• Howard Veit

    An interesting aside here: There is nothing in the Constitution about a secret ballot, in fact there were no secret ballots until well into the 20th century. The reasoning always went, “If a man can’t stand up for what he believes in he shouldn’t be allowed to vote anyway.” Remember that firearms were carried everywhere “back then.”

  • Ellen

    Rockwell reminds me of the Dutch realist painters. They and Rockwell do idealize life, but there are happy people in the world – something that Blake Gopnik and his ilk don’t understand.

  • Lisa

    There is enough manmade ugliness in the world, we have every right to protest religious bigotry that is being paid for with our tax dollars. If they want to see ants on Jesus they can fund it themselves.

    “Support for the arts—merde! A government-supported artist is an incompetent whore!”
    - Robert Heinlein, Stranger in a Strange Land

  • Western Chauvinist

    Elizabeth’s article is great and the comments are mostly enjoyable (thanks for the links Mooga), although some at the home page gave me heartburn (taxpayers should fund gay art to give gays a fair shake and that’s a Christian sensibility?! Jesus would agree?!) But, my brain keeps bouncing off the thought that this claim of “courage” is really a progressive conceit. One among many… progressives are compassionate and tolerant and inclusive and… courageous!

    I can laugh off the courage conceit when it comes to art: find a depiction of Mohammed *sans* ants in most Muslim countries or even Western countries with Muslim inhabitants and discover courage! Somehow, progressives have convinced themselves that they’re counter-cultural even though they get to define the culture through virtually all the media (music, news, art, theater, movies, literature…).

    The subversive in me keeps hope that somewhere out there is an unknown artist who labors to conform his works with God’s creative energy. Those works will speak to the human experience over the ages and will be beautiful to those with the eyes to see or the ears to hear.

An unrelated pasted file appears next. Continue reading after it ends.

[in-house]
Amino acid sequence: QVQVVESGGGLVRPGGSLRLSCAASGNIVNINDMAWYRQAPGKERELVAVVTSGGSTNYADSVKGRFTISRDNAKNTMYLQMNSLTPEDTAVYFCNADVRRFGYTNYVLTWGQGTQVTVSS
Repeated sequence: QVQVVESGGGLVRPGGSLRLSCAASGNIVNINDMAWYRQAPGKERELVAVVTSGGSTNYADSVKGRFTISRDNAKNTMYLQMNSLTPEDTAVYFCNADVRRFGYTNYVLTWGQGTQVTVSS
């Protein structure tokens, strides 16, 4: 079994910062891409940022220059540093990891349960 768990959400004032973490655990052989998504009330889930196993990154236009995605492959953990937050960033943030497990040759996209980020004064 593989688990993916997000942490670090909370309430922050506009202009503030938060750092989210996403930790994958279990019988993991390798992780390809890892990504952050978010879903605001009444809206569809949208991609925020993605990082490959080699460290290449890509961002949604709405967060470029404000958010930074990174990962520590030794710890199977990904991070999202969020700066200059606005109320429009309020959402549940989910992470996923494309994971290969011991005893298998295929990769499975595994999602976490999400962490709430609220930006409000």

• David

    I completely agree with your criticism of Gopnik’s opinion – when I read that in the Post, I remember telling Sarah that it was the most insipid thing I had seen in a long time.

    One nitpick, however: the name of the multitalented artist and polymath is Leonardo – da Vinci refers to his city of origin and is not comparable to modern last names. I blame Dan Brown for starting the trend of referring to him in this manner…

  • Foxfier

    Dan Brown has nothing to do with it; in modern use, it is comparable to last names because we only speak of the one man of Vinci when we speak of “da Vinci.” My school classes talked about “da Vinci” this and that for art.

    While you’re correct in a technical sense– and I greatly respect being technically correct!– is there any confusion at all about who Robert is speaking about?

  • benning

    I agree with Robert Moody. To me these terribly ‘edgy’ displays are not so much Art as they are Crafts. They seem to be products of therapy sessions. Why elitists like Gopnik loathe Art that the ‘common man’ enjoys, appreciates, and understands, while extolling the virtue of incomprehensible, cobbled-together bits of flotsam and jetsam, is beyond me.

    Splashes of paint on a canvas may be pretty to look at, may even be some sort of inner expression of the painter (Jackson Pollack?), outwardly displayed. That’s all well-and-good. But why denigrate those things that the majority enjoy? What’s the point?

    As for me, I love the works of Norman Rockwell, Maxfield Parrish, the Pre-Raphaelite Brotherhood, and so on. Or, as John D. MacDonald described it, if you can’t imagine a painting on your wall being more than a colorful decoration, it ain’t worth having.

    Put a painting by Bierstadt, or William Bouguereau, on the wall, next to one of these ‘modern’ paintings, and see what draws you to look on it again and again. Some may be drawn to a bullwhip, or a cross in a jar of piss. If so, that’s fine … for them. But most would rather look on the landscapes of Bierstadt, the beautiful faces of the peasants in a Bouguereau, the intricate scenes of a Parrish.

    Popularity does not make Art garbage. But critics try to do so. Gopnik is one such.

  • Frank

    My favorite Rockwell painting undermines Gropnik’s argument. In fact it’s every bit as confrontational as “Fire In My Belly.” It’s the picture of Ruby Bridges as a young black girl escorted by federal marshals to an all-white school.